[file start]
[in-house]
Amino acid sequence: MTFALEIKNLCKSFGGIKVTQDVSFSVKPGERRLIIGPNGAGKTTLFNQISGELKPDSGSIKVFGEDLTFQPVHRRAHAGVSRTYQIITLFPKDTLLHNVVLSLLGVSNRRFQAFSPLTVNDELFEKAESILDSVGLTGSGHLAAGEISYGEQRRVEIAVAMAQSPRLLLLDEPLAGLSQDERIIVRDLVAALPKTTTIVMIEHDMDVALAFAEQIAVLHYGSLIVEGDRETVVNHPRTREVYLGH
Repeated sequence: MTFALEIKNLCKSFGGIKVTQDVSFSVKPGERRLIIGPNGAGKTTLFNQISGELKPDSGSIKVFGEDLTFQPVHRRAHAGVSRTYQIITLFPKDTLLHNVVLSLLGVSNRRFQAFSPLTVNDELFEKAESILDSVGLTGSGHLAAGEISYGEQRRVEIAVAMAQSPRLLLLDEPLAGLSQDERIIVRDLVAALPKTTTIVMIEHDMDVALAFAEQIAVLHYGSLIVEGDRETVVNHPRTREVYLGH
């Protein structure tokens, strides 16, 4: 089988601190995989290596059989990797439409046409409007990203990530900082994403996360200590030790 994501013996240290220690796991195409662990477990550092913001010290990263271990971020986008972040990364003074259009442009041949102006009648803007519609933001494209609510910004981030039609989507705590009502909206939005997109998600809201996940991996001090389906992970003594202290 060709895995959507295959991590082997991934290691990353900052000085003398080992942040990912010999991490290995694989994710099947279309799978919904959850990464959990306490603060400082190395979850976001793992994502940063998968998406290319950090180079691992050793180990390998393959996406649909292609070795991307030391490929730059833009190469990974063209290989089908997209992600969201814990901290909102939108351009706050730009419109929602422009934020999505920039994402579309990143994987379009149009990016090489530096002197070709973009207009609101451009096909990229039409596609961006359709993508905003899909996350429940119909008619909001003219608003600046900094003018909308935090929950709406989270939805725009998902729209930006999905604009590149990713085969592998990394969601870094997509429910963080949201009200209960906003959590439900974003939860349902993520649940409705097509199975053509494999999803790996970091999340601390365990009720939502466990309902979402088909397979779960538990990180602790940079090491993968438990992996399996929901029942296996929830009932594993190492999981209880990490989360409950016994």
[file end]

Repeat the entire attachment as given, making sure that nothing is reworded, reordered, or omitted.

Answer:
[in-house]
Amino acid sequence: MTFALEIKNLCKSFGGIKVTQDVSFSVKPGERRLIIGPNGAGKTTLFNQISGELKPDSGSIKVFGEDLTFQPVHRRAHAGVSRTYQIITLFPKDTLLHNVVLSLLGVSNRRFQAFSPLTVNDELFEKAESILDSVGLTGSGHLAAGEISYGEQRRVEIAVAMAQSPRLLLLDEPLAGLSQDERIIVRDLVAALPKTTTIVMIEHDMDVALAFAEQIAVLHYGSLIVEGDRETVVNHPRTREVYLGH
Repeated sequence: MTFALEIKNLCKSFGGIKVTQDVSFSVKPGERRLIIGPNGAGKTTLFNQISGELKPDSGSIKVFGEDLTFQPVHRRAHAGVSRTYQIITLFPKDTLLHNVVLSLLGVSNRRFQAFSPLTVNDELFEKAESILDSVGLTGSGHLAAGEISYGEQRRVEIAVAMAQSPRLLLLDEPLAGLSQDERIIVRDLVAALPKTTTIVMIEHDMDVALAFAEQIAVLHYGSLIVEGDRETVVNHPRTREVYLGH
């Protein structure tokens, strides 16, 4: 089988601190995989290596059989990797439409046409409007990203990530900082994403996360200590030790 994501013996240290220690796991195409662990477990550092913001010290990263271990971020986008972040990364003074259009442009041949102006009648803007519609933001494209609510910004981030039609989507705590009502909206939005997109998600809201996940991996001090389906992970003594202290 060709895995959507295959991590082997991934290691990353900052000085003398080992942040990912010999991490290995694989994710099947279309799978919904959850990464959990306490603060400082190395979850976001793992994502940063998968998406290319950090180079691992050793180990390998393959996406649909292609070795991307030391490929730059833009190469990974063209290989089908997209992600969201814990901290909102939108351009706050730009419109929602422009934020999505920039994402579309990143994987379009149009990016090489530096002197070709973009207009609101451009096909990229039409596609961006359709993508905003899909996350429940119909008619909001003219608003600046900094003018909308935090929950709406989270939805725009998902729209930006999905604009590149990713085969592998990394969601870094997509429910963080949201009200209960906003959590439900974003939860349902993520649940409705097509199975053509494999999803790996970091999340601390365990009720939502466990309902979402088909397979779960538990990180602790940079090491993968438990992996399996929901029942296996929830009932594993190492999981209880990490989360409950016994």